Gleaning Information from Multiple Haystacks: Unstructured Data Analysis
Written By: An IntelliGenesis Senior All-Source Intelligence Analyst This is what most of our days consist of– large unruly sets of non-sense that we must make sense. Or that used to be the case, more than likely nowadays we are looking at multiple haystacks of data. Some of those will be kind to us and have some form of structure, most will not. It is said that by the year 2020, the amount of digital data will breach 40 zettabytes. We all know some form of structured data–from banking records and medical records to inventory stock lists. The data within each cell for instance will be formatted in a single fashion (think a UPC code or serial number) and it can only ever be that format. Unstructured data on the other hand is structured data’s unruly cousin Eddy. It will contain some bit of information that you need, but it will not be in a well-defined field nor will it be consistently formatted throughout. Now imagine taking the structured data and trying to link it via one of its edges to the table of cousin Eddy data. You would end up just as crazy as Clark.
Aside from the obvious disadvantage that having to deal with unstructured data puts an analyst at, there are some other factors that hinder the process–one of those being the three V’s (Volume, Variety, and Velocity). The ever-growing volume of unstructured data can overtake traditional storage systems. The vast variety of unstructured data makes it a management nightmare in trying to corral the data. And then the velocity, the pace at which the unstructured data is ingested or made available. These factors have major impacts on not only the analysis, but the cost of acquiring and storing the data.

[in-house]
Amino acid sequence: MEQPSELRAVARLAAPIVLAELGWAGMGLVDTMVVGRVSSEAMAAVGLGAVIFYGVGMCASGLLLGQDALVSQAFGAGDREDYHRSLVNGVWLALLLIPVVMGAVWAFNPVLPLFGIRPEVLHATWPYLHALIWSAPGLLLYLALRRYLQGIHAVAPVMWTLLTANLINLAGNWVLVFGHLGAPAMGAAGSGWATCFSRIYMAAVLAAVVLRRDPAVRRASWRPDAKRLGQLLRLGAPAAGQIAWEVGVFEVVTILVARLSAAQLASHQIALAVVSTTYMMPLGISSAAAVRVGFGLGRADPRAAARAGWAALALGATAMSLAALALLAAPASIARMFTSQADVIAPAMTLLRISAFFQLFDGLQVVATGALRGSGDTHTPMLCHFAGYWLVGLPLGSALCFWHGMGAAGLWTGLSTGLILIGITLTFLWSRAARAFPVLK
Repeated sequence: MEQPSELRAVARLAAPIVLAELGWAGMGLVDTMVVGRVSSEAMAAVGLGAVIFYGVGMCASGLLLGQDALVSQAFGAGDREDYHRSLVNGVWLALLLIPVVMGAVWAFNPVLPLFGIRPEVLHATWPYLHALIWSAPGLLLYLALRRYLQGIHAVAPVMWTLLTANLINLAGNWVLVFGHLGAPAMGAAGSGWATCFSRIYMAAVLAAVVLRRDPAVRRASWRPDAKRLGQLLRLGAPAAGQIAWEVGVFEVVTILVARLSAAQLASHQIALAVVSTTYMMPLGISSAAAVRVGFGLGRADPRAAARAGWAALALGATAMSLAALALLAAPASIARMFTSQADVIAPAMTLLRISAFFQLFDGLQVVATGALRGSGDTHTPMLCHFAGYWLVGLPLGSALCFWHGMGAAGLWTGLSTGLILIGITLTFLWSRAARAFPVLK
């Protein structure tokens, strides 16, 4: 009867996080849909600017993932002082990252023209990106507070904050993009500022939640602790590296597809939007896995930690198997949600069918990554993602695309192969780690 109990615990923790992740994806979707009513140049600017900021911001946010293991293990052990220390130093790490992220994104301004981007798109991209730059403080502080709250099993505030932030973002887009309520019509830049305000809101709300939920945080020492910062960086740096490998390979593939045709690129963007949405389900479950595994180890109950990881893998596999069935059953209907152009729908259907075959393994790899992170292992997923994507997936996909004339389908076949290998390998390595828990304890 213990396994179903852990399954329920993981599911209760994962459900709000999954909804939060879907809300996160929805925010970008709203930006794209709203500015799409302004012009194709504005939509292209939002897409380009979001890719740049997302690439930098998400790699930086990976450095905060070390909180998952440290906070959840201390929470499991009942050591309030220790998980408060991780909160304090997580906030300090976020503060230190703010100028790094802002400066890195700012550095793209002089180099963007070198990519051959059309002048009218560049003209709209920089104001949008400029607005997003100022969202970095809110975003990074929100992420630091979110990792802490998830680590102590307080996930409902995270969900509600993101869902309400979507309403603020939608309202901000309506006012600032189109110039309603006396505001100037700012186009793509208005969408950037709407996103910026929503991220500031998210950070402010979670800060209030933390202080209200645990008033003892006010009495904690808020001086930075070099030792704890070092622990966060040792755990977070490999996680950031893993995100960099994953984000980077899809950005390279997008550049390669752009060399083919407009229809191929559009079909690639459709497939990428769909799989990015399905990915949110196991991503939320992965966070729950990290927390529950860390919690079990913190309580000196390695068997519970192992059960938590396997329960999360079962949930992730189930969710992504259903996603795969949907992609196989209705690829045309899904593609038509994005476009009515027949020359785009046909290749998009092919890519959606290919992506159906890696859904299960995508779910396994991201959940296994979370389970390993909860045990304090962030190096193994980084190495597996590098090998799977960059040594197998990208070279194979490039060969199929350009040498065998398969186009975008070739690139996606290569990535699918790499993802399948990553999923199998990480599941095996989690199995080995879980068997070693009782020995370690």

Well then, how do we tackle the data to make use of it? There are many approaches, but we don’t have to look too far here at IG to see a real-world example of tackling cousin Eddy, err I mean unstructured data. Our teammates at Traversed have been working on a product called Proximity. You have probably heard it mentioned once or twice, but here is a quick rundown. Lots of unstructured communications moving around the inter-webs have zero geographic metadata associated with it (think Twitter’s tweets when someone has their location disabled). However, within the tweet there is data that may imply time, events, and locations. The data within the tweet is highly unstructured. Different languages, different dialects, the use of emojis and hashtags (#WAYCOOLLINK). They are taking many different approaches and utilizing techniques in Natural Language Processing (NLP), machine learning, and artificial intelligence. By tuning each of these components to process the data, it can then make inferences pertaining to locations, temporal determinations, actions, and potential actors. It is pretty slick and they have a lot of insight into taking on and succeeding at making the unstructured data usable. So if you are trying to take on some unruly data and need a little assist, reach out to them and they may have a trick or two to assist.